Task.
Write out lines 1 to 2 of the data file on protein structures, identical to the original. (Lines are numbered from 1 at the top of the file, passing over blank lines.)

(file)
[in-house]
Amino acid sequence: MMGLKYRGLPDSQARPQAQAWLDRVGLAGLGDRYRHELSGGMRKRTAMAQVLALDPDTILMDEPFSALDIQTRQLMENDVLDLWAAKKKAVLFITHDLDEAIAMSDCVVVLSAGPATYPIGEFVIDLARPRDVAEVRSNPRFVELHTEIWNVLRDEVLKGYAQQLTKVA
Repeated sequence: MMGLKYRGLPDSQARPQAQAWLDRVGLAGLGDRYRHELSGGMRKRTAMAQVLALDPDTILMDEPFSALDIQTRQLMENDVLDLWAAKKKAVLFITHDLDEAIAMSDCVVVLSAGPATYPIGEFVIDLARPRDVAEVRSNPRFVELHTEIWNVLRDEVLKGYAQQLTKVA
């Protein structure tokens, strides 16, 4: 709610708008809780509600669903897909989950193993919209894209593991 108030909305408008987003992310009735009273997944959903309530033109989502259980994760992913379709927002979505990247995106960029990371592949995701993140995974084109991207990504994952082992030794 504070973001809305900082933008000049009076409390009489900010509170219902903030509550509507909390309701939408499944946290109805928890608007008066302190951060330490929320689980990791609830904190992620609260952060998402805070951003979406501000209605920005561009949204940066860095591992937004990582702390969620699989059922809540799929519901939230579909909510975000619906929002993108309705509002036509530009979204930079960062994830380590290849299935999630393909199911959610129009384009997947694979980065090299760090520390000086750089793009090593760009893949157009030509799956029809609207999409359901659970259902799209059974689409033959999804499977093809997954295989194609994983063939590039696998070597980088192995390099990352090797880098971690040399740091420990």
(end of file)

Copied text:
[in-house]
Amino acid sequence: MMGLKYRGLPDSQARPQAQAWLDRVGLAGLGDRYRHELSGGMRKRTAMAQVLALDPDTILMDEPFSALDIQTRQLMENDVLDLWAAKKKAVLFITHDLDEAIAMSDCVVVLSAGPATYPIGEFVIDLARPRDVAEVRSNPRFVELHTEIWNVLRDEVLKGYAQQLTKVA